The FBI's Cybercrime Crackdown
To protect the classified information stored on her desktop computer, Special Agent Nenette Day uses one of the most powerful tools on the planet -- an air gap.
Day points to an IBM ThinkPad resting on the table behind her desk. "That computer is hooked up to the Internet," she says. "But if you break into it, have a good time: there's no secret work on it."
Two meters away on her desk sits Day's other computer -- a gray-and-chrome minitower emblazoned with a red sticker proclaiming that its hard drive is classified SECRET. "This," she says protectively, "holds my e-mail." Day readily talks about the ThinkPad, describing how she got it as part of a big purchase by the Federal Bureau of Investigation (FBI) a few years ago and explaining that it's now somewhat out-of-date. And she happily shows off a collectible action figure -- still in its display box -- a colleague brought back from Belgium. It's a "cyberagent" with a gun in one hand and a laptop computer in the other. But if you let your eyes drift back to that red sticker and try to copy the bold, black words printed on it, Day will throw you out of her office.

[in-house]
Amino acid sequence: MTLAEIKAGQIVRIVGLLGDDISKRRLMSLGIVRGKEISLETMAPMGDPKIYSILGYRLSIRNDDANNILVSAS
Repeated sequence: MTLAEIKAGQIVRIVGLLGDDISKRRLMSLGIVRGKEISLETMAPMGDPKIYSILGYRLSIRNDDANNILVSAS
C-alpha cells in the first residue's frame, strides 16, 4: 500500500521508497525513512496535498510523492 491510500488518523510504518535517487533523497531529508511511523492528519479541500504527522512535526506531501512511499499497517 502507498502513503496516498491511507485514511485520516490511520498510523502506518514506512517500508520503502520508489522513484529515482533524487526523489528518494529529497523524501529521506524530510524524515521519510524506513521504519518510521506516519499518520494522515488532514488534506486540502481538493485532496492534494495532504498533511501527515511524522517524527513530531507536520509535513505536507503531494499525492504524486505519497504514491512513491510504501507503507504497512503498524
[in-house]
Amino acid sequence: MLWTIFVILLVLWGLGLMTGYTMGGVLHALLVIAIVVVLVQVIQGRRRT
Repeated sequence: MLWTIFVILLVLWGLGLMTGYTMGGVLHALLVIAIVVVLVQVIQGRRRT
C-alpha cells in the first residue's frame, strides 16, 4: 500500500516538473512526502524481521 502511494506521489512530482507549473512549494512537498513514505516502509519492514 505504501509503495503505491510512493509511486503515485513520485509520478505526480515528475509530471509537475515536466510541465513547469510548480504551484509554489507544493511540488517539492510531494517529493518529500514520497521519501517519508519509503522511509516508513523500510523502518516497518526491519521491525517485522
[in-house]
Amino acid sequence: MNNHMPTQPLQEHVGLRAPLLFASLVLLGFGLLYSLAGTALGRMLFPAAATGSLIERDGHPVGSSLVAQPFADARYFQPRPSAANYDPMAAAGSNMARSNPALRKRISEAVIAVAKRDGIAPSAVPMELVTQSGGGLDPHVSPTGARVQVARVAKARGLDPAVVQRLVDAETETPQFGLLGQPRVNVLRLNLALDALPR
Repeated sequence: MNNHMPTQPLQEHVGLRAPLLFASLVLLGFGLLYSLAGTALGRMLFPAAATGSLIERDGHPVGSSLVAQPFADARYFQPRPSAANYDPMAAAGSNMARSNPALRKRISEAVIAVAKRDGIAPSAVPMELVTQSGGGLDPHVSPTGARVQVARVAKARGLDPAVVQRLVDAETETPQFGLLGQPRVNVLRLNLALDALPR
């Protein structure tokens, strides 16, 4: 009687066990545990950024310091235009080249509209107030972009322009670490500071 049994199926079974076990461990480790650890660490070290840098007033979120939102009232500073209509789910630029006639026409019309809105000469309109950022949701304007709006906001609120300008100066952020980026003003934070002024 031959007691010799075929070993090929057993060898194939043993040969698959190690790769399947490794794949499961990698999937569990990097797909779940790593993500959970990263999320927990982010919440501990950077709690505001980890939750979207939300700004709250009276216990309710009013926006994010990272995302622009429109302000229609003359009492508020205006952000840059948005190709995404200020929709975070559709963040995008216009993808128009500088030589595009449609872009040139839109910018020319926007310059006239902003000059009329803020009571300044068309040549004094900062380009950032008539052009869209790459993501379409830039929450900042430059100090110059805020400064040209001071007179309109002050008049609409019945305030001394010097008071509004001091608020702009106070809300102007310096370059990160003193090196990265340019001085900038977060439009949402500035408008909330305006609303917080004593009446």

Day belongs to the FBI's Boston Computer Crime Squad, one of 16 such units located throughout the United States. Each is composed of about 15 agents who investigate all manner of assaults on computers and networks -- everything from lone-hacker to cyberterrorist attacks -- with a dose of international espionage thrown in for good measure. Crimes range from Web site defacements and break-ins to so-called denial-of-service attacks, which prevent legitimate users from accessing targeted networks.
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